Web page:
When I sat back and looked at all the potential it came to more than $200 million in savings over 5 years and this before any sensor data from rig equipment, like the myriad of siloed applications running within a drill control system, are integrated and leveraged via a Hadoop cluster to influence operational decisions like drill string configuration or asmyth.
Next time I’ll share some insight into the results of my most recent utility engagement but I would love to hear from you what your experience is in these two or other similar industries.
Recommendations contained in this post are estimates only and are based entirely upon information provided by the prospective customer and on our observations. While we believe our recommendations and estimates to be sound, the degree of success achieved by the prospective customer is dependent upon a variety of factors, many of which are not under Informatica’s control and nothing in this post shall be relied upon as representative of the degree of success that may, in fact, be realized and no warrantee or representation of success, either express or implied, is made.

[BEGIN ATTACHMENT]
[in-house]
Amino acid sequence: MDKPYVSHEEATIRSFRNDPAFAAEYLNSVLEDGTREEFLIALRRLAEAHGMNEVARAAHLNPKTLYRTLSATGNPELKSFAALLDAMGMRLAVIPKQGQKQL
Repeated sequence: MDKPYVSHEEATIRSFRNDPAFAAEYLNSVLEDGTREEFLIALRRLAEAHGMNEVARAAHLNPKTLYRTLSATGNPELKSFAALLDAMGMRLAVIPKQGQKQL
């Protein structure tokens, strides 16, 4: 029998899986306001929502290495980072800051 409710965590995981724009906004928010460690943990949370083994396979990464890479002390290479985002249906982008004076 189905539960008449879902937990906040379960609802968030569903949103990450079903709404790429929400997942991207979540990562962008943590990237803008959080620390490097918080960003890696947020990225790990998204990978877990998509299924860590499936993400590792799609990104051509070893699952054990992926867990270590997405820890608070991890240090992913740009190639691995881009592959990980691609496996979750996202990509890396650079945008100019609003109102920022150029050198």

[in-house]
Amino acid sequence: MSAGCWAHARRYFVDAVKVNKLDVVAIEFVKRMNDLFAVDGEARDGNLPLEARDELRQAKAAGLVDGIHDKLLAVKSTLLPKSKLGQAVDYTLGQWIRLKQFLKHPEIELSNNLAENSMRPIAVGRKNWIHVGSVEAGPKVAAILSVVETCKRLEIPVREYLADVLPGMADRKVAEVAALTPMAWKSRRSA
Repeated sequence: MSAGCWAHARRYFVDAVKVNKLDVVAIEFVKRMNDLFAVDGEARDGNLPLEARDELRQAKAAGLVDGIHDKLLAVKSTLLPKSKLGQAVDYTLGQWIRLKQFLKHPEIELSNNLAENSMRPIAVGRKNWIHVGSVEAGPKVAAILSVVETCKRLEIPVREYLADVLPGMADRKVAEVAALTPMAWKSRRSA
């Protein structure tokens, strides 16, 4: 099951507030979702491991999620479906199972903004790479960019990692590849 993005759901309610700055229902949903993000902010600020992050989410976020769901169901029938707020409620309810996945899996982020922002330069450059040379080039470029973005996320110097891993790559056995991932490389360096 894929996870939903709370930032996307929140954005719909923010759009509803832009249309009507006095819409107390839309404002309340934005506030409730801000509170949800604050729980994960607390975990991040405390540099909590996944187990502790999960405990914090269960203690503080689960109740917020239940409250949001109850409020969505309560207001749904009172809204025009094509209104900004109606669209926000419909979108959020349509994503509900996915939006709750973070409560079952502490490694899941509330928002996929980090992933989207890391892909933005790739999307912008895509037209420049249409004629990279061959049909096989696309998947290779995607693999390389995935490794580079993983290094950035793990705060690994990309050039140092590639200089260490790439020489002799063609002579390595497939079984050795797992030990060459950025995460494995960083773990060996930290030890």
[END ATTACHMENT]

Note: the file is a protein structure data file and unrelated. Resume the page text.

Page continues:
I had a disturbing conversation at Dreamforce. Long story short, thousands of highly skilled and highly paid financial advisors (read sales reps) at a large financial services company are spending most of their day pulling together information about their clients in a spreadsheet, leaving only a few hours to engage with clients and generate revenue.
Not all valuable customer information is in Salesforce
Why? They don’t have a 360-degree customer view within Salesforce.
Why not? Not all client information that’s valuable to the financial advisors is in Salesforce. Important client information is in other applications too, such as:
- Marketing automation application
- Customer support application
- Account management applications
- Finance applications
- Business intelligence applications
Are you in sales? Do you work for a company that has multiple products or lines of business? Then you can probably relate. In my 15 years of experience working with sales, I’ve found this to be a harsh reality. You have to manually pull together customer information, which is a time-consuming process that doesn’t boost job satisfaction.
Stop building 360-degree customer views in spreadsheets
So what can you do about it? Stop building 360-degree customer views in spreadsheets. There is a better way and your sales operations leader can help.
One of my favorite customer success stories is about one of the world’s leading wealth management companies, with 16,000 financial advisors globally. Like most companies, their goal is to increase revenue by understanding their customers’ needs and making relevant cross-sell and up-sell offers.
But, the financial advisors needed an up-to-date view of the “total customer relationship” with the bank before they talked to their high net-worth clients. They wanted to appear knowledgeable and offer a product the client might actually want.